California State Law Does Little to Limit Free Employee Parking

<p>California's law to discourage car commuting is rarely followed; many companies breaking the law have never fined.</p>
October 16, 2006, 5am PDT | maryereynolds
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In 1992, California state lawmakers enacted a law requiring certain employers to pay a monthly stipend to employees who carpool, ride public transit, walk or bike to work. Statewide, only Santa Monica enforces the law. "Under the parking cash-out program, employers must pay a stipend equal to the cost of a parking space to workers who do not drive to the office. The law covers public and private employers that have at least 50 employees and that offer free parking in a leased lot." One Los Angeles area worker chose $185 a month from his employer over free parking; then he bought a $52-a-month bus pass and pocketed the difference.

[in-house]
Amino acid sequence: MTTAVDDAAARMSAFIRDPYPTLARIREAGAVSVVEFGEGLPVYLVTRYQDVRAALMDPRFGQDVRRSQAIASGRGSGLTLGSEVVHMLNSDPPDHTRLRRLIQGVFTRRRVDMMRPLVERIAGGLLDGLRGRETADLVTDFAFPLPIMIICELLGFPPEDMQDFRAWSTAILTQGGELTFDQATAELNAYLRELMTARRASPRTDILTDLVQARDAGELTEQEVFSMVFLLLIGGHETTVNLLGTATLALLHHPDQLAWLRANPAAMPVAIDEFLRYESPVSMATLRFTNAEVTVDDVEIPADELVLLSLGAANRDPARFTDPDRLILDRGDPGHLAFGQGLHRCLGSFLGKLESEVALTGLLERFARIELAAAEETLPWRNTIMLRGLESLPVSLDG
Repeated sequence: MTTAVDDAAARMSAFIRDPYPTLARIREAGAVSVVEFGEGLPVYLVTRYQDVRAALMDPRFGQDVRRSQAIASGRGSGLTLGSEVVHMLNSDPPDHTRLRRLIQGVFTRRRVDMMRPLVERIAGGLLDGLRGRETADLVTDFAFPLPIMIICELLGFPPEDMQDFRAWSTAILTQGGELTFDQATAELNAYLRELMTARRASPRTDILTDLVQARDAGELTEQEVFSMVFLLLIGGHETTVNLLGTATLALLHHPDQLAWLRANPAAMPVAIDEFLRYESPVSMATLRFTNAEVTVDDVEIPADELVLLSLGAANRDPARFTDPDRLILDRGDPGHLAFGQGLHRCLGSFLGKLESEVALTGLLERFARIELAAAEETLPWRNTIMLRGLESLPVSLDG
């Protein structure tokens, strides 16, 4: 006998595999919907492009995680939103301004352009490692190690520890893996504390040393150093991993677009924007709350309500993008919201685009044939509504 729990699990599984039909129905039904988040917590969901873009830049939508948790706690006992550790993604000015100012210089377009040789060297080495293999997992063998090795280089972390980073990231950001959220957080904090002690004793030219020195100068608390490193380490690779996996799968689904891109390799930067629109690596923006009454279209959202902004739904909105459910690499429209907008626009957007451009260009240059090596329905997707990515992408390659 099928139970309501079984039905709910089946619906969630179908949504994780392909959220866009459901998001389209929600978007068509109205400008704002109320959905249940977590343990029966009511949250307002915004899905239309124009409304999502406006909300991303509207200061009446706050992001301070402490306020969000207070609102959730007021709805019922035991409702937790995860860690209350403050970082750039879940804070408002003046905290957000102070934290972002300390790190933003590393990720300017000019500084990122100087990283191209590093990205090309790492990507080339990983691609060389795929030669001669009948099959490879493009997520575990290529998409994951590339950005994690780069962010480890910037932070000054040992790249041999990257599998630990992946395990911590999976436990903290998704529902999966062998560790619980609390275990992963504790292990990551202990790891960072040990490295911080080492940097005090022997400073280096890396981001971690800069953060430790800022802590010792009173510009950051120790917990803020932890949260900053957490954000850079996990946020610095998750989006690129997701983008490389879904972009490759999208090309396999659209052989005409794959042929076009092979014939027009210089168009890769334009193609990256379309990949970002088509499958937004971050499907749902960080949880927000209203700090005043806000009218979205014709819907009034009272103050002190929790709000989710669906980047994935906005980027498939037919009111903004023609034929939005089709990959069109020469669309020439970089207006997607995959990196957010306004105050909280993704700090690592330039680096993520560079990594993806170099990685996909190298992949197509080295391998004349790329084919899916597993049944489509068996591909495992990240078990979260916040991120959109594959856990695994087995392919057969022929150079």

Martin Wachs, director of the Rand Corp.'s Transportation, Space and Technology Program, believes the cash-out program a good first step. However, he believes that Los Angeles should also limit parking in high rises: "It doesn't make sense to me to spend billions to build subways and the buildings next to them that have seven, eight, ten levels of parking that is provided free to those employees."

The statute includes a $500 fine per vehicle for noncompliance, but not one company has been fined.

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Published on Tuesday, October 10, 2006 in The Los Angeles Times
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